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Estate Litigation

Can A Mirror Will Be Contested?

Married couples often coordinate their estate planning, which usually involves establishing a will to ensure their assets are distributed according to their wishes. Mirror wills are one option for couples. This type of will essentially creates two identical documents, one for each spouse, with the idea that each spouse will carry out the other’s wishes. However, mirror wills can become complicated if one spouse decides to make alterations. This leaves children, particularly stepchildren, wondering if they have any legal recourse to challenge these changes.

What Is a Mirror Will?

A mirror will is an estate planning solution typically used by spouses where each spouse has an identical will to the other. The language in both documents provides instructions on how assets will pass to one spouse in the event of the other’s death, as well as who the beneficiaries are and what they will receive after both spouses have passed. However, mirror wills are not as straightforward as they may seem. Unlike other wills, mirror wills are not a binding contract, meaning one spouse is free to modify their will at their whim, whether the other spouse is alive or deceased.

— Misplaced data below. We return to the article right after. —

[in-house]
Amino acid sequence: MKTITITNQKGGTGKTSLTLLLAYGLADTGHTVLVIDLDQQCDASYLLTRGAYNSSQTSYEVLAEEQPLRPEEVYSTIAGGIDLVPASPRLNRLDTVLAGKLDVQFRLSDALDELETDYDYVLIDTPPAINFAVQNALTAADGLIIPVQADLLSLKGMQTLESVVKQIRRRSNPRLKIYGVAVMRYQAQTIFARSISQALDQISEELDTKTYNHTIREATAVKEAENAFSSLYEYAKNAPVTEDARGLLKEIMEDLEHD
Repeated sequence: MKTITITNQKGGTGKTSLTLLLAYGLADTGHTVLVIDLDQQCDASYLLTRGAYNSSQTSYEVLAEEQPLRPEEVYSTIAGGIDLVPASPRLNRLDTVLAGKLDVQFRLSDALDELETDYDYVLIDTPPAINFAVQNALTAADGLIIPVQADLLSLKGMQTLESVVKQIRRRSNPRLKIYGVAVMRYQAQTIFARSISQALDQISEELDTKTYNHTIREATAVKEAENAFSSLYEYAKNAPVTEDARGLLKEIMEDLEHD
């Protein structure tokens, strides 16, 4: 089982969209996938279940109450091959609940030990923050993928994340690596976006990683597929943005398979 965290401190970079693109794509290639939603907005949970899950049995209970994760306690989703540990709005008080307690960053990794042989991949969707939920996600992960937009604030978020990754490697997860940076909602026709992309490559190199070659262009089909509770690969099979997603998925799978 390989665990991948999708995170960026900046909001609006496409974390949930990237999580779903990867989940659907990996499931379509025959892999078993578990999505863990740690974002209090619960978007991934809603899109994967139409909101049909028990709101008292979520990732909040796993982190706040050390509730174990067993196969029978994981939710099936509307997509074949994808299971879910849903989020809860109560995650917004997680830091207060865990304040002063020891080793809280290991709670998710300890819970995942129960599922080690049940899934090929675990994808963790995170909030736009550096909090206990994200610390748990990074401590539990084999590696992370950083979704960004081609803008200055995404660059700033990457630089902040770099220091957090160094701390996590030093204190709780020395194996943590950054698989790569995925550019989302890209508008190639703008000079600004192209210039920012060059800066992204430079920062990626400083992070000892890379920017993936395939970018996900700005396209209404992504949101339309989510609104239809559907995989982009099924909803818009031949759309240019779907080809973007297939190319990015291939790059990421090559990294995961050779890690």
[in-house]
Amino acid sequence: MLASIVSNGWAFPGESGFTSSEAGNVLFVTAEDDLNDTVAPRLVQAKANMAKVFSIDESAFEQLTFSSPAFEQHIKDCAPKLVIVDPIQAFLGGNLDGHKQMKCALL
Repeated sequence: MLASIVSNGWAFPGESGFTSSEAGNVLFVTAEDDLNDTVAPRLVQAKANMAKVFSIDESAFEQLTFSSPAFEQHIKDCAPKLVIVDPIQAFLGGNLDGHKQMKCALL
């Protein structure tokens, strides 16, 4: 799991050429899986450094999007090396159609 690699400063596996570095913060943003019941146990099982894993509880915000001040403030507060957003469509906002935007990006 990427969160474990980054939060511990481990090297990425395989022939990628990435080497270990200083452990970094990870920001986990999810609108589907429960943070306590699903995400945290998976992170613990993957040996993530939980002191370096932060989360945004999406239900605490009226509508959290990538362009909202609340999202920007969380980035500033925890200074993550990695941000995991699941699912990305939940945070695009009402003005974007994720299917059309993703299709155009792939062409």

For example, a married couple creates mirror wills that pass along each other’s assets to one another so, should one spouse pass, the other inherits all assets. The husband has two children from a previous marriage. The husband and wife agree to pass along certain gifts to their children and the wife’s stepchildren after both spouses have passed. When the husband passes away, the wife inherits his assets. The widow then changes her mirror will to ensure her assets only pass to her biological children. She has effectively changed the mirror will to disinherit her stepchildren entirely.

Can a Mirror Will Be Contested?

A mirror will, like others, can be contested by individuals who are directly affected by a will or the changes made to it. There are only a few circumstances in which a will becomes void, including when the will maker:

  • Lacks the mental capacity to make, amend, or execute a will
  • Did not create the will through valid circumstances
  • Was unduly influenced by a third party and therefore did not exert free will or influence over the will
  • Did not legally sign the will, resulting in a forgery or fraudulent signature

What Is a Mutual Will?

Mirror wills are often mistaken for mutual wills, including in situations where former beneficiaries are contesting a will. A mutual will is like a mirror will but includes a binding agreement that neither spouse can make any alterations to the document, whether the spouses are alive or deceased. Changes can only be made if both spouses, while living, agree on the same amendments.